Woodrow Wilson - From mediation to war 1916—1917
All through the spring and summer of 1916, Wilson and House tried to persuade Sir Edward Grey to put the House-Grey Memorandum into effect. Grey adamantly refused, and Wilson abandoned all hope of peace through Anglo-American cooperation. This development and others embittered Anglo-American relations and caused Wilson to believe that the British were prolonging the war for conquest and revenge. Ever since the outbreak of the war, Wilson had hoped to bring it to an end. By late 1916, the conflict seemed about to destroy the very fabric of European society; moreover, Wilson knew that both sides would intensify their efforts to end the bloody struggle, and intensification of the war at sea would probably force the United States into the conflict.
To bring peace to the world and to avert the possibility of American participation, Wilson appealed to the belligerents on 18 December 1916 to disclose the terms upon which they would agree to end the fighting. The Germans refused to divulge their terms. The Allies—emboldened by Lansing's assurances, made secretly to the French and British ambassadors, that Wilson was pro-Ally—announced terms that could be achieved only by complete defeat of the Central Powers. Undaunted, Wilson opened secret negotiations with the German government. He was, he told Berlin, prepared to be an independent and impartial mediator, and he could force the Allies to the peace table because they were now totally dependent upon American credit and supplies. While he waited for a reply from Berlin, Wilson went before the Senate on 22 January 1917 to describe the kind of a peace settlement that the United States was prepared to work for and support. It had to be a "peace without victory," he said, one without indemnities and annexations. Above all, it had to be based upon a league of nations to preserve peace.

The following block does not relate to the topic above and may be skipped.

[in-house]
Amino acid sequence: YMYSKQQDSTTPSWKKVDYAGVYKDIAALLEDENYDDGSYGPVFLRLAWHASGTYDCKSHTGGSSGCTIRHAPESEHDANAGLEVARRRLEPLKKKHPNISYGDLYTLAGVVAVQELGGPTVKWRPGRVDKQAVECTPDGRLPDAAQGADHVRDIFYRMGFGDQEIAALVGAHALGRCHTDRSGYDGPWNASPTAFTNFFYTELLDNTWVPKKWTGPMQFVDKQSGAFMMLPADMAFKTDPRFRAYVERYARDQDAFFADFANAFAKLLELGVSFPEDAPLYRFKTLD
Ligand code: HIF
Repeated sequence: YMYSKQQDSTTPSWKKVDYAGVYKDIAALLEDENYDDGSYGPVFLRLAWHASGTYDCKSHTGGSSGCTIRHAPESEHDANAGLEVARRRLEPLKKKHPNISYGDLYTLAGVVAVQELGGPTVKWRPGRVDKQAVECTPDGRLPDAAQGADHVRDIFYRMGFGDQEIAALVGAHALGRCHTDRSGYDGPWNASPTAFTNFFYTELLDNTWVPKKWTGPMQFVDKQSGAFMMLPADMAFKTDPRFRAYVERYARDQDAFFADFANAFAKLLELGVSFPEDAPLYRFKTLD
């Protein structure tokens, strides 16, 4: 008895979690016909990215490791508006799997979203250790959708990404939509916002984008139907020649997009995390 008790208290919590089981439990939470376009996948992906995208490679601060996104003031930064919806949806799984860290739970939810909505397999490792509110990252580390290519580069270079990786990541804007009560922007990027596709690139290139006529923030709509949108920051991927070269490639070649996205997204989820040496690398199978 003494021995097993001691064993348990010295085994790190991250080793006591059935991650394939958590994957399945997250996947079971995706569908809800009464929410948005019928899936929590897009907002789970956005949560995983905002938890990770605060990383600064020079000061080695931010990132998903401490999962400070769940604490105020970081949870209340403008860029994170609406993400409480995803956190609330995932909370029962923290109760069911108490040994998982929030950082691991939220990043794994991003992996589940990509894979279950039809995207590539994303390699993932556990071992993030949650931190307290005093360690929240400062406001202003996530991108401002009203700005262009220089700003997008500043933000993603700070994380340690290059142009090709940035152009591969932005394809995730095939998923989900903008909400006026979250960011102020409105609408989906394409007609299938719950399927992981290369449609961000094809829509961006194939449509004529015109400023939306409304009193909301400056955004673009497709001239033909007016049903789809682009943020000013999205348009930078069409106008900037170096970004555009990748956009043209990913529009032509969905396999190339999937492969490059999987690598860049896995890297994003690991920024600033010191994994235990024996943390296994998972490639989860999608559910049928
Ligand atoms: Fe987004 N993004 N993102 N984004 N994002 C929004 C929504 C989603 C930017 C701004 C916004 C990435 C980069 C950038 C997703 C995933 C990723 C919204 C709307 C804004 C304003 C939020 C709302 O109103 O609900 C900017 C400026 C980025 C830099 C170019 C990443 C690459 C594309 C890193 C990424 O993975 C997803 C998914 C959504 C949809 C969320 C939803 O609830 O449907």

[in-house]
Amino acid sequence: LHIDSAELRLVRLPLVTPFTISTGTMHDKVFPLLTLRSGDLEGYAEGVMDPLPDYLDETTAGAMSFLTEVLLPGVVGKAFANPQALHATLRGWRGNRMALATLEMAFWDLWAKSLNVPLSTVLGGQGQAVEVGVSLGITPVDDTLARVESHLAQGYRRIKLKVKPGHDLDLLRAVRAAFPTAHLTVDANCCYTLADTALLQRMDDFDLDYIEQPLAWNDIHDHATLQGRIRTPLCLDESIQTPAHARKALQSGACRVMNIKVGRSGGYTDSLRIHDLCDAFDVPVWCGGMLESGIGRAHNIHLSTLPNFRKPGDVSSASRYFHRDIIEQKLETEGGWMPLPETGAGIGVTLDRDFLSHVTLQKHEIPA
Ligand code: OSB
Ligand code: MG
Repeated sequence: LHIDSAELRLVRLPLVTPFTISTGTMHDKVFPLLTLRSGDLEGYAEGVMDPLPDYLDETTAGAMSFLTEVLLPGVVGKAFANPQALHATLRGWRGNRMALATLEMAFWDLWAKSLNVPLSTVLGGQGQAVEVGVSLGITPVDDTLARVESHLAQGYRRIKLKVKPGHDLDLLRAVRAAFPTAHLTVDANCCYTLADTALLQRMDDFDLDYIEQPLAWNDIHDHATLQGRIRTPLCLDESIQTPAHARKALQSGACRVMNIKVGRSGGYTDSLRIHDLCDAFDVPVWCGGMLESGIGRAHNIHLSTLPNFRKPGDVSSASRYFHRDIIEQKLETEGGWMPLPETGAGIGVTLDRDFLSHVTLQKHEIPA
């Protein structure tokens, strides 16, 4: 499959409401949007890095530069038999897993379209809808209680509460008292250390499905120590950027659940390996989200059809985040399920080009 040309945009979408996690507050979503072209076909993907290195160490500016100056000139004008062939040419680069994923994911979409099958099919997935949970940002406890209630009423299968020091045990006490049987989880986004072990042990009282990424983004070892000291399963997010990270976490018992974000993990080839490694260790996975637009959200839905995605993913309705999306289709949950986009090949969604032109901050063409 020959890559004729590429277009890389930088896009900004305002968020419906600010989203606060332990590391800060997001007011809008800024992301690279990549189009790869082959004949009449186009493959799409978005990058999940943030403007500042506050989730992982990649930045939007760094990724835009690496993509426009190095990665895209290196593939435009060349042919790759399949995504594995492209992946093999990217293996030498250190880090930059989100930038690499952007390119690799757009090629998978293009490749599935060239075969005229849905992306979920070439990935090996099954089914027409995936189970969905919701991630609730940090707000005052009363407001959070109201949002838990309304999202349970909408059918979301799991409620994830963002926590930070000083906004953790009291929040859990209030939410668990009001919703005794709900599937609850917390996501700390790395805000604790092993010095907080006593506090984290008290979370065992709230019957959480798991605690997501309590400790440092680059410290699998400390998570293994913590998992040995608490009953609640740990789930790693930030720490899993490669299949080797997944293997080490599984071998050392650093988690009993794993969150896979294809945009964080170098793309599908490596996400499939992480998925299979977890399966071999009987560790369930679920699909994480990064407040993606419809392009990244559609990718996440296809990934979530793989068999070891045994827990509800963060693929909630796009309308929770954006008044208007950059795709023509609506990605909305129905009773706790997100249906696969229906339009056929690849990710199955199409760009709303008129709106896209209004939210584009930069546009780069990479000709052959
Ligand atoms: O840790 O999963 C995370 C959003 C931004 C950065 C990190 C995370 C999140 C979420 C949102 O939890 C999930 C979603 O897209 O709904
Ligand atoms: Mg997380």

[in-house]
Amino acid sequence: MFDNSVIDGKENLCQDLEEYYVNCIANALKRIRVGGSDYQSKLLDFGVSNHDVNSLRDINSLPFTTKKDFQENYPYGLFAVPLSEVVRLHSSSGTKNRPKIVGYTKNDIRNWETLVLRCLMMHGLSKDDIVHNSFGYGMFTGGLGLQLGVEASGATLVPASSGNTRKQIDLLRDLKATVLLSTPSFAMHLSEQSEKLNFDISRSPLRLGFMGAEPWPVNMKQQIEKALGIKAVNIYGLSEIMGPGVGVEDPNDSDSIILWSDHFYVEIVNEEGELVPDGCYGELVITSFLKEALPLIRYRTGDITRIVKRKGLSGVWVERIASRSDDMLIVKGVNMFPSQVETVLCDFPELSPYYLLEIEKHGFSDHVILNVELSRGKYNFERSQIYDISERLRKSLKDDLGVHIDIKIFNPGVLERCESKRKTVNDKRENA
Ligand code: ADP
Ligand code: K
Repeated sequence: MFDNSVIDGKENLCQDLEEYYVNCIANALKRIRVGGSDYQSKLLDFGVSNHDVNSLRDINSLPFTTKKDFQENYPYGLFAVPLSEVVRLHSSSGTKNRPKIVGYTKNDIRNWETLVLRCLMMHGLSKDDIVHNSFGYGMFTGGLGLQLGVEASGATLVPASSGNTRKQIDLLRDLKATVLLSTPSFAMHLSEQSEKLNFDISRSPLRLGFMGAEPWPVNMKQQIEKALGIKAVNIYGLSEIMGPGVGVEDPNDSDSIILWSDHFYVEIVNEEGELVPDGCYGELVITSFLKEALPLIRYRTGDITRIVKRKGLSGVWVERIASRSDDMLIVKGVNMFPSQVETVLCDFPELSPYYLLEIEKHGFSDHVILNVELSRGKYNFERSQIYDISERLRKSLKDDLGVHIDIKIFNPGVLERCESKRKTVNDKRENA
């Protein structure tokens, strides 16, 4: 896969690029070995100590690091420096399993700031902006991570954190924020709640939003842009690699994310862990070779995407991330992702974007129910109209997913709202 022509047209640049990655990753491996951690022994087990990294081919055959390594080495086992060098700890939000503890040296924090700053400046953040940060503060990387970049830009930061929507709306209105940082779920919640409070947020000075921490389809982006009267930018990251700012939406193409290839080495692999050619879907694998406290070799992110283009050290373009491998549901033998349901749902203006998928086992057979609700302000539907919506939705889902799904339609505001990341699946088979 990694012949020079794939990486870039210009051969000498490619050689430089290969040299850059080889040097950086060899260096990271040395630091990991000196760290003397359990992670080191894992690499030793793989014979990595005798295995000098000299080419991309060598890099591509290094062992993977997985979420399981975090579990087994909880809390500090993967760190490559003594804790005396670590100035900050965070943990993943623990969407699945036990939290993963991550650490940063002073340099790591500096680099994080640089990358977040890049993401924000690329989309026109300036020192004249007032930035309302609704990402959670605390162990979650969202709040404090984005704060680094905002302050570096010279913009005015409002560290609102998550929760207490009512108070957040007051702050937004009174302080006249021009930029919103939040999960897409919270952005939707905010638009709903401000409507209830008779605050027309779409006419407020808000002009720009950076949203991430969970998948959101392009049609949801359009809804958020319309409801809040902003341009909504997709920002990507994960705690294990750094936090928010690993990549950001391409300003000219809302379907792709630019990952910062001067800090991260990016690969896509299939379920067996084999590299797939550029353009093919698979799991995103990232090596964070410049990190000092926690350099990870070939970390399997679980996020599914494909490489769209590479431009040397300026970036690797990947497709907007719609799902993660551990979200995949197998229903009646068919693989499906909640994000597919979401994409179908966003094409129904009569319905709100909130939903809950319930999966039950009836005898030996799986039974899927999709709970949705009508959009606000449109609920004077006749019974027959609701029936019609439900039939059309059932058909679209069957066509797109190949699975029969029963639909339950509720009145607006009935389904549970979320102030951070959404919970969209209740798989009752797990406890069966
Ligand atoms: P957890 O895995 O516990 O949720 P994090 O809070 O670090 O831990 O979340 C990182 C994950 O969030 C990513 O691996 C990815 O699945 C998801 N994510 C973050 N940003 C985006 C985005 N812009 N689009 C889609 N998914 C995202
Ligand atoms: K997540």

The Germans were as much determined upon total victory as the Allies. They abhorred the idea of Wilson's mediation and believed that their now large fleet of long-range submarines could bring the British to their knees long before the United States could send a single soldier to France. Hence, they rejected Wilson's hand of friendship, accepted the prospect of war with the United States, and announced on 31 January 1917 that they would begin, the following day, a ruthless submarine campaign against all merchant shipping in European waters.
Wilson was stunned, and he broke diplomatic relations with the German Empire on 3 February. Even so, he said that he hoped that no German aggressions against American ships would force the United States to take sterner measures of protection. American ships refused to enter the war zone, and the nation waited expectantly. Then, in late February, the British disclosed a telegram from the German foreign secretary, Arthur Zimmermann, to the German minister in Mexico. The "Zimmermann telegram" instructed the minister, in the event that the United States entered the war against Germany, to offer to the Mexican government an alliance by which Mexico would go to war against the United States and would receive in return "the lost territory in Texas, New Mexico, and Arizona."
Events thereafter led inexorably to war between the United States and Germany. On 9 March, Wilson announced that the navy would place guns and gun crews on American merchantmen. It soon became obvious that armed neutrality would not suffice to protect American rights, and Wilson, after much agonizing, on 2 April asked Congress to recognize that a state of war already existed between the United States and Germany on account of German aggressions. In a moving peroration, Wilson declared that the world had to be made "safe for democracy" and freed from the threat of German militarism. Congress complied after a brief debate, and Wilson signed the war resolution on 6 April 1917.